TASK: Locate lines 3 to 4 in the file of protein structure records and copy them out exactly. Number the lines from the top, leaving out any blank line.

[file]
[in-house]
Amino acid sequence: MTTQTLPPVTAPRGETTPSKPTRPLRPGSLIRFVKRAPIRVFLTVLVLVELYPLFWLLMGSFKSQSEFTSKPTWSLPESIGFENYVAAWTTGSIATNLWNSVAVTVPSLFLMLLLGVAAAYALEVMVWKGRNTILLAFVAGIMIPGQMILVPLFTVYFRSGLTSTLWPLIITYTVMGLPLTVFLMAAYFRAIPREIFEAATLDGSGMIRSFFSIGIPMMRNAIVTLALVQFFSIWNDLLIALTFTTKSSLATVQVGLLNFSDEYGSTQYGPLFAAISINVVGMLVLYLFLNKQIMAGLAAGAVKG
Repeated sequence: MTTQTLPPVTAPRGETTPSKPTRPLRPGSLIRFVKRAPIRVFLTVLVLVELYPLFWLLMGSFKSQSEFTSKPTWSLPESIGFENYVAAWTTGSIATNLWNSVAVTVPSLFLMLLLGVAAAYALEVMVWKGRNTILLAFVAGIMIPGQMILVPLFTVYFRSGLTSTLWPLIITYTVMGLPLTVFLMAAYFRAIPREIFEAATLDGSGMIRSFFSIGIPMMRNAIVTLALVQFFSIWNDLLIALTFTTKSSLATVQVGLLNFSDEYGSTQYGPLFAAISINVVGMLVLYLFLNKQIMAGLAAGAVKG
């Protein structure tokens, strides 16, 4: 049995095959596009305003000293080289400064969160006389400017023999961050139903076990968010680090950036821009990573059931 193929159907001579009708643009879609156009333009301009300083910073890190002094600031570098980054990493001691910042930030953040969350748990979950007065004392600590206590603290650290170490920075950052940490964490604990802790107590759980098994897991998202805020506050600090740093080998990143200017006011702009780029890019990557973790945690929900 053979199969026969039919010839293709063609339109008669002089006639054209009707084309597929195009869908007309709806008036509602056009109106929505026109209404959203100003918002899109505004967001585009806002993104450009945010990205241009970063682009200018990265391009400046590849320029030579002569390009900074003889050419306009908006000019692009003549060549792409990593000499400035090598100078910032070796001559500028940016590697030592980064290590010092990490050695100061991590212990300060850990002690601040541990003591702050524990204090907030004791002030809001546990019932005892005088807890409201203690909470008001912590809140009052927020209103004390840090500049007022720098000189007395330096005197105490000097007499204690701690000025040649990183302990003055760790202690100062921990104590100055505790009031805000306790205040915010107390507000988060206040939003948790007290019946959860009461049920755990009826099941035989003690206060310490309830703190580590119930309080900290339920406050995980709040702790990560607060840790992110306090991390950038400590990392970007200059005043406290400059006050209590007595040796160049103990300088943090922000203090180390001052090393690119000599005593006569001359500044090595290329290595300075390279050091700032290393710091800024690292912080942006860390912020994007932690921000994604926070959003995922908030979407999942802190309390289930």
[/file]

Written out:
Repeated sequence: MTTQTLPPVTAPRGETTPSKPTRPLRPGSLIRFVKRAPIRVFLTVLVLVELYPLFWLLMGSFKSQSEFTSKPTWSLPESIGFENYVAAWTTGSIATNLWNSVAVTVPSLFLMLLLGVAAAYALEVMVWKGRNTILLAFVAGIMIPGQMILVPLFTVYFRSGLTSTLWPLIITYTVMGLPLTVFLMAAYFRAIPREIFEAATLDGSGMIRSFFSIGIPMMRNAIVTLALVQFFSIWNDLLIALTFTTKSSLATVQVGLLNFSDEYGSTQYGPLFAAISINVVGMLVLYLFLNKQIMAGLAAGAVKG
């Protein structure tokens, strides 16, 4: 049995095959596009305003000293080289400064969160006389400017023999961050139903076990968010680090950036821009990573059931 193929159907001579009708643009879609156009333009301009300083910073890190002094600031570098980054990493001691910042930030953040969350748990979950007065004392600590206590603290650290170490920075950052940490964490604990802790107590759980098994897991998202805020506050600090740093080998990143200017006011702009780029890019990557973790945690929900 053979199969026969039919010839293709063609339109008669002089006639054209009707084309597929195009869908007309709806008036509602056009109106929505026109209404959203100003918002899109505004967001585009806002993104450009945010990205241009970063682009200018990265391009400046590849320029030579002569390009900074003889050419306009908006000019692009003549060549792409990593000499400035090598100078910032070796001559500028940016590697030592980064290590010092990490050695100061991590212990300060850990002690601040541990003591702050524990204090907030004791002030809001546990019932005892005088807890409201203690909470008001912590809140009052927020209103004390840090500049007022720098000189007395330096005197105490000097007499204690701690000025040649990183302990003055760790202690100062921990104590100055505790009031805000306790205040915010107390507000988060206040939003948790007290019946959860009461049920755990009826099941035989003690206060310490309830703190580590119930309080900290339920406050995980709040702790990560607060840790992110306090991390950038400590990392970007200059005043406290400059006050209590007595040796160049103990300088943090922000203090180390001052090393690119000599005593006569001359500044090595290329290595300075390279050091700032290393710091800024690292912080942006860390912020994007932690921000994604926070959003995922908030979407999942802190309390289930």